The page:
The SAA Council, in February 2005, adopted the current Code of Ethics (http://www.archivists.org/governance/handbook/app_ethics.asp). Prior to the adoption of this code, the Committee on Ethics and Professional Conduct (CEPC) was charged to draft a revision of the code and to seek member opinion about the draft, which was done via an article in the July/August 2004 issue ofArchival Outlook and an open forum at the 2004 Annual Meeting in Boston. As the July/August 2004 article states: “On advice of legal counsel, this draft revision eliminates commentary on each principle, as well as guidelines and procedures for interpretation of the code and mediation of disputes….. The proposed code is intended to be aspirational.” Earlier, in January 2003, the Council voted to “revoke SAA’s code of ethics enforcement procedures.” The current Code does not require SAA leaders to investigate claims of unethical behavior.
Unfortunately there is an inconsistency between the Code and the guidelines under which the CEPC operates – an artifact, I believe, of our failure to review the Council Handbook carefully and update it in light of adoption of the new Code. The guidelines for the CEPC allow it to respond to ethical complaints if directed to do so by the president. Should the president invoke this clause, however, she or he would be in violation of at least two Council actions. I will ask Council to rectify this administrative error.
Currently the CEPC is discussing revising the Code to reflect current scholarship and professional discourse regarding archival ethics and the profession’s goals and identity. In its recent annual report to the Council, the CEPC indicated that it “plans to engage in further review of the SAA Code of Ethics to make recommendations to the Council and to the SAA membership regarding revising the Code,” with some preliminary recommendations to be made by the date of the 2009 Annual Meeting in Austin. Although several SAA members have suggested over the years that the Code be revisited with an eye to creating something that could be used in resolving ethical disputes, as I understand it, the CEPC currently does not recommend such changes, which would entail significant administrative and legal obligations, expenses, and liabilities.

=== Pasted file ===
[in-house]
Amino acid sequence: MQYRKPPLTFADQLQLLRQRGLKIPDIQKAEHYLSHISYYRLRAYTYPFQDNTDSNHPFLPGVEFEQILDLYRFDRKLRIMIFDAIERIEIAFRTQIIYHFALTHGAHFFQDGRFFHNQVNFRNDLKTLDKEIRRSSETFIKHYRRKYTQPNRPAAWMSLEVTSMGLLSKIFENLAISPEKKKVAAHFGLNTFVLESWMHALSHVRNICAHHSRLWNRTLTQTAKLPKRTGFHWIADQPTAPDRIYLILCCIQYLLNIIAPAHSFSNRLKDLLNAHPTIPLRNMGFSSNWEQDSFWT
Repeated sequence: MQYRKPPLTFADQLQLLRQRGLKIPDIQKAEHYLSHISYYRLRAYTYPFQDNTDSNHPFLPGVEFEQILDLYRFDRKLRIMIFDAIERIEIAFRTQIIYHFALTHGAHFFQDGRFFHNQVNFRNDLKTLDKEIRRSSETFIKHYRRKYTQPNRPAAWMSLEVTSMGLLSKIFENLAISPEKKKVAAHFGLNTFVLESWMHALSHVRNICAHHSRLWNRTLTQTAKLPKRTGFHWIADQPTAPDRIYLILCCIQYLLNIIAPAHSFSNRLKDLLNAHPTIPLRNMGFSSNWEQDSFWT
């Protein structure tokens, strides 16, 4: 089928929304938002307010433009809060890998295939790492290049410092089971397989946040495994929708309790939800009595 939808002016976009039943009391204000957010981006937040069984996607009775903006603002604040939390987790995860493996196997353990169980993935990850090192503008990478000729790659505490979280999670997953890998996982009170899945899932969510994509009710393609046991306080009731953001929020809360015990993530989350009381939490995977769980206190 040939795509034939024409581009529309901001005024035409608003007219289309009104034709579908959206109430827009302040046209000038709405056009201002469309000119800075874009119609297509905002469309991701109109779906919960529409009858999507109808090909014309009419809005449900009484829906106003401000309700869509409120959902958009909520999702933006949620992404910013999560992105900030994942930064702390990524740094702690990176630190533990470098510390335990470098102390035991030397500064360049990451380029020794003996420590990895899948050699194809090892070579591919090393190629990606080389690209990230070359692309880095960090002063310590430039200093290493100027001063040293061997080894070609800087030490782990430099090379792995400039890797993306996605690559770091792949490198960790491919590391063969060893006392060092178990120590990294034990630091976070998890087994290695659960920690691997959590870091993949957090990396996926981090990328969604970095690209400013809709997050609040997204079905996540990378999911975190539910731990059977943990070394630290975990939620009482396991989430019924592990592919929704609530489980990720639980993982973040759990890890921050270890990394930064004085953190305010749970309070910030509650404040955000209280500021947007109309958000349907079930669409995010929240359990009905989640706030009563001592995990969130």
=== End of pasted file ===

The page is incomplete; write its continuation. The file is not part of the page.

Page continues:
As always, I appreciate your willingness to raise issues that are of concern to you.
Here is My Response to Frank Boles
I am saddened by President Boles's response, for several reasons.
First, there is no "new" NARA leadership. There is an acting Archivist of the United States, pending the nomination and approval of a new AUS. All the individuals in leadership, several named by Anthony Clark in his presentation, have been there many years an are still there -- and as I have written elsewhere, the problems with NARA were present before he asked for access to the records of the Office of Presidential Libraries.
Second, I am amazed by the candid response that SAA Council did not discuss the issue at its latest meeting. The reasons seem to be based on procedural issues related to inconsistencies about how or whether the president can refer matters to the Committee on Ethics and Professional Conduct. I guess life in SAA Council meetings have changed since I was on it. Did Council members review the Clark lecture? Was anyone concerned about the broader issues represented about NARA culture and leadership? Did anyone on Council want to talk with Anthony Clark and evaluate the evidence presented by him extending far beyond his own issues of access to records? As Bruce Montgomery nicely stated, there is a "larger issue" at work here and that "SAA's mission should include making inquiries (or investigating), joining lawsuits, and otherwise taking action in the public interest when larger principles of freedom of information and the public's right to know are involved."